Editor's note: This article was updated on Jan. 15, to reflect additions made following an online interview with Nicole Terez Dutton.
STONINGTON — The man who "jump-started" the journey of James Baldwin's "Little Man, Little Man: A Story of Childhood" back to print will be this year's first writer-in-residence at the James Merrill House.
Nicholas Boggs, who was an undergraduate at Yale when he discovered Baldwin's out-of-print "children's book for adults" at the Beinecke Rare Book and Manuscript Library, will be the guest speaker from "Studio 107" with Kenyon Review editor and poet Nicole Terez Dutton on Saturday at 5 p.m.
"It wasn’t like anything else he’s written, and the more I read it, it wasn’t like anything else I’d read," Boggs told The New York Times about his discovery of Baldwin's book.
The Times said in 2018: "He began a campaign to republish the book, and started searching for Cazac. In 2003, after emailing some art historians in France, he got a phone call from Cazac, who invited him to visit him in Paris. Cazac, who died two years later, told him stories about his collaboration with Baldwin. Mr. Boggs saw the original crayon illustrations and early drafts, and later visited Baldwin’s home in France, where the pair had worked on the book together. Mr. Boggs also got to know Baldwin’s niece and nephew, and recruited them to write material for a new edition of the book after the estate agreed to republish it."
Boggs wrote his senior thesis about his experience, which was published in the anthology "James Baldwin Now" (NYU, 1999). A subsequent essay that draws on his interviews in Paris with the book's illustrator, French artist Yoran Cazac, appears in "The Cambridge Companion to James Baldwin" (2015).
Boggs' research led him to co-edit and write the introduction to a new edition of "Little Man, Little Man" (Duke UP, 2018), which Entertainment Weekly hailed as "brilliant, essential" and The New York Times wrote "couldn't be more timely." He was interviewed by the New York Times and Publishers Weekly for feature articles on "Little Man, Little Man" and he appeared on Madeleine Brand's "Press Play" on KCRW and on Black America TV.
He was also featured on a panel about the book at the Schomburg Center for Research in Black Culture as well as the Smithsonian National Museum of African American History and Culture, the Library of Congress, the Cathedral of Saint John the Divine, and elsewhere. He is currently at work on a literary biography of Baldwin, forthcoming from Farrar, Straus, and Giroux.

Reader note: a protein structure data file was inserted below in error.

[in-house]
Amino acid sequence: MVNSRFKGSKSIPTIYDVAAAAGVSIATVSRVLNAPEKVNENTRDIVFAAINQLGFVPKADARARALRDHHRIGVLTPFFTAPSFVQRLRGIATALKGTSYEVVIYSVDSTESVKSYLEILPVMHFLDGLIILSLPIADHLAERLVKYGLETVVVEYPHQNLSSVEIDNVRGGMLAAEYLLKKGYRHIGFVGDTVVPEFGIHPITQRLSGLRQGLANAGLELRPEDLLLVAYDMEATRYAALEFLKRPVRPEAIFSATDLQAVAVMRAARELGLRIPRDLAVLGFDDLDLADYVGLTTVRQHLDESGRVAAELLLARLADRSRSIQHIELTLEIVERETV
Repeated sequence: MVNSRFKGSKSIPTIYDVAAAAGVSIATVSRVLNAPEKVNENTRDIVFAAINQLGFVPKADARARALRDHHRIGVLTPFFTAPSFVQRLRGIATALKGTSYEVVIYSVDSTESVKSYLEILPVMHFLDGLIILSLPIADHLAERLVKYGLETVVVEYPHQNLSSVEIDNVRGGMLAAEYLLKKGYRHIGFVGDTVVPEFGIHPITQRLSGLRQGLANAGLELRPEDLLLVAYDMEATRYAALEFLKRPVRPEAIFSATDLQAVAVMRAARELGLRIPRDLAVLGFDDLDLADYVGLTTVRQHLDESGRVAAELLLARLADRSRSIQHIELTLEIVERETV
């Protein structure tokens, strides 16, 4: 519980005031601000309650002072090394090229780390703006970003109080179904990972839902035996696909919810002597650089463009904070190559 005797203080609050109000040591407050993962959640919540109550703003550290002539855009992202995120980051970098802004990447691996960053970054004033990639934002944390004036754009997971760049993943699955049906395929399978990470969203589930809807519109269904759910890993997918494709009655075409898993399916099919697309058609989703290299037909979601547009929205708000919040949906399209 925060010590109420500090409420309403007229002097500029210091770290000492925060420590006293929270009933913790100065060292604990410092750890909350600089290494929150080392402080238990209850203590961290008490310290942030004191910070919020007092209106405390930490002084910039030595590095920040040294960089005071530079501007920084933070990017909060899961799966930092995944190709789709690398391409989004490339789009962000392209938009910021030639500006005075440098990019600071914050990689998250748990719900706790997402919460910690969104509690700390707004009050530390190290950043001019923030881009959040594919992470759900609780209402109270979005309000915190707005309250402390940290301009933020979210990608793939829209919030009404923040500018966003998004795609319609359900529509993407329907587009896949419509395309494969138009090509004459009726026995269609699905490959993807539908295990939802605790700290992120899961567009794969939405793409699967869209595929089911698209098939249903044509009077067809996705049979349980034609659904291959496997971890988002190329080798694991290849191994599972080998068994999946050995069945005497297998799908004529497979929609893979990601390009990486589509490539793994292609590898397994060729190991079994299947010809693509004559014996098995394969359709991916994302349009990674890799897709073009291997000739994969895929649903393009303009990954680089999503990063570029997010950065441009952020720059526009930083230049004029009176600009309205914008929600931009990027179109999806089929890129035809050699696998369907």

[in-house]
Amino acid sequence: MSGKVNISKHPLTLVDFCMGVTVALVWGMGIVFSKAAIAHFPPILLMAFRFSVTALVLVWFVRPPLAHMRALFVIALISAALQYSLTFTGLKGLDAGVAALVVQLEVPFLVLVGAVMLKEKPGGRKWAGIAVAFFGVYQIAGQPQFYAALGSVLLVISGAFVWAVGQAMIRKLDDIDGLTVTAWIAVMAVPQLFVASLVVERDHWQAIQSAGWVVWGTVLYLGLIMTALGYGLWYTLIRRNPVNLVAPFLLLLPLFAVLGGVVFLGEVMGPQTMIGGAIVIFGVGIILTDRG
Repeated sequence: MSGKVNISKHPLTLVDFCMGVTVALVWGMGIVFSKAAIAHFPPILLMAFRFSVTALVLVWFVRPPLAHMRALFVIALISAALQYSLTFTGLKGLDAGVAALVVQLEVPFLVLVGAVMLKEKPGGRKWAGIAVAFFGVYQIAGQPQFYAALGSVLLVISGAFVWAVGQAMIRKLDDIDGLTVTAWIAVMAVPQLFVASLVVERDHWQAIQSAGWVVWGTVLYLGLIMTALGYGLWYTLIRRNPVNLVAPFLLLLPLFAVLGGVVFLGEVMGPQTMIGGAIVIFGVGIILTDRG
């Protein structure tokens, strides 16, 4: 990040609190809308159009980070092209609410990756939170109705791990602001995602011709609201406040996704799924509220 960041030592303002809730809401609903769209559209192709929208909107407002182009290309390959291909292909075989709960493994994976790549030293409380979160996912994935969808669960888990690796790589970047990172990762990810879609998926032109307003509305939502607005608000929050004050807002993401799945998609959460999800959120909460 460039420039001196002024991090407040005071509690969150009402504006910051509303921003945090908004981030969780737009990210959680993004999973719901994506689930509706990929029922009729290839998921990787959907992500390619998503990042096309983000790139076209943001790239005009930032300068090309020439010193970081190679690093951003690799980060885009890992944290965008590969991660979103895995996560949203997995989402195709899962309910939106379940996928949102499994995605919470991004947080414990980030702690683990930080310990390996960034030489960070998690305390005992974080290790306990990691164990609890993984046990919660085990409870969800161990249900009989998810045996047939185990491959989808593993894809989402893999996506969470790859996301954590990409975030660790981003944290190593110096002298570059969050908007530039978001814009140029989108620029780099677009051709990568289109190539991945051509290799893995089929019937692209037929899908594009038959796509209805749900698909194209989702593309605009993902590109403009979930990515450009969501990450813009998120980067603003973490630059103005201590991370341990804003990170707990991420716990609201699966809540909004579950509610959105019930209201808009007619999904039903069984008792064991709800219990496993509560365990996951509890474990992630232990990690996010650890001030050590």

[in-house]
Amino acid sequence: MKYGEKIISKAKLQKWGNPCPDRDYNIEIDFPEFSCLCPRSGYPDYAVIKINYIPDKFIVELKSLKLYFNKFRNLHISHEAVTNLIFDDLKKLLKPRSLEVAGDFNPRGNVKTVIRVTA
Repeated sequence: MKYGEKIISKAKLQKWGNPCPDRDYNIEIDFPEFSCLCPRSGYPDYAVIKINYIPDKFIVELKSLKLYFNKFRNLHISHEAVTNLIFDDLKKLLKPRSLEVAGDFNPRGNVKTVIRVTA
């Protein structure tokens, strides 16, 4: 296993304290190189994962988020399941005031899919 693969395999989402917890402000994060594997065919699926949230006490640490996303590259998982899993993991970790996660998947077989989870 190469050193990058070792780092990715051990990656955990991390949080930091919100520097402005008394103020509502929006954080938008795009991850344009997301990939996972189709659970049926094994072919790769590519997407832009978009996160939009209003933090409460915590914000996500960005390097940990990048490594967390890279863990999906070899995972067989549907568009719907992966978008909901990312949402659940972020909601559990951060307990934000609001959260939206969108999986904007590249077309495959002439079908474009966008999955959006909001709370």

Boggs will spend the 2020-21 academic year as a fellow at the Leon Levy Center for Biography at the CUNY-Graduate Center and as a faculty fellow at the NYU Center for the Humanities.
On Saturday, Boggs will be "in conversation" with Dutton, who is the former managing editor of Transition Magazine and the Du Bois Review former and has been the editor at The Kenyon review since last July. Her work has been featured in 32 Poems, Callaloo, Indiana Review, Ploughshares and Salt Hill Journal, and her collection of poetry If One of Us Should Fall won the 2011 Cave Canem Poetry Prize.
Though the global coronavirus pandemic has created a vast degree of uncertainty across America, Dutton told the "Collegian," at Kenyon, "that when she is not dancing or building Legos with her 6-year-old son, literature has given her a sense of stability."
"'We’re in a beautiful moment right now that is the traffic of all of these beautiful minds and our ability to access them is unprecedented,'" she told "Collegian." "Dutton feels that in these uncertain times, literature has a more important role now than ever: a momentary form of escape and a way to express one’s emotions."
In an email Friday morning, Dutton said Boggs is "doing some remarkable work in his investigation of James Baldwin, and bringing his considerable skills as a scholar, biographer, archivist and fiction writer to this project."
"Baldwin is more relevant now than ever," she said, "and the work Boggs has undertaken provides tools and strategies for us to productively engage a national conversation on race."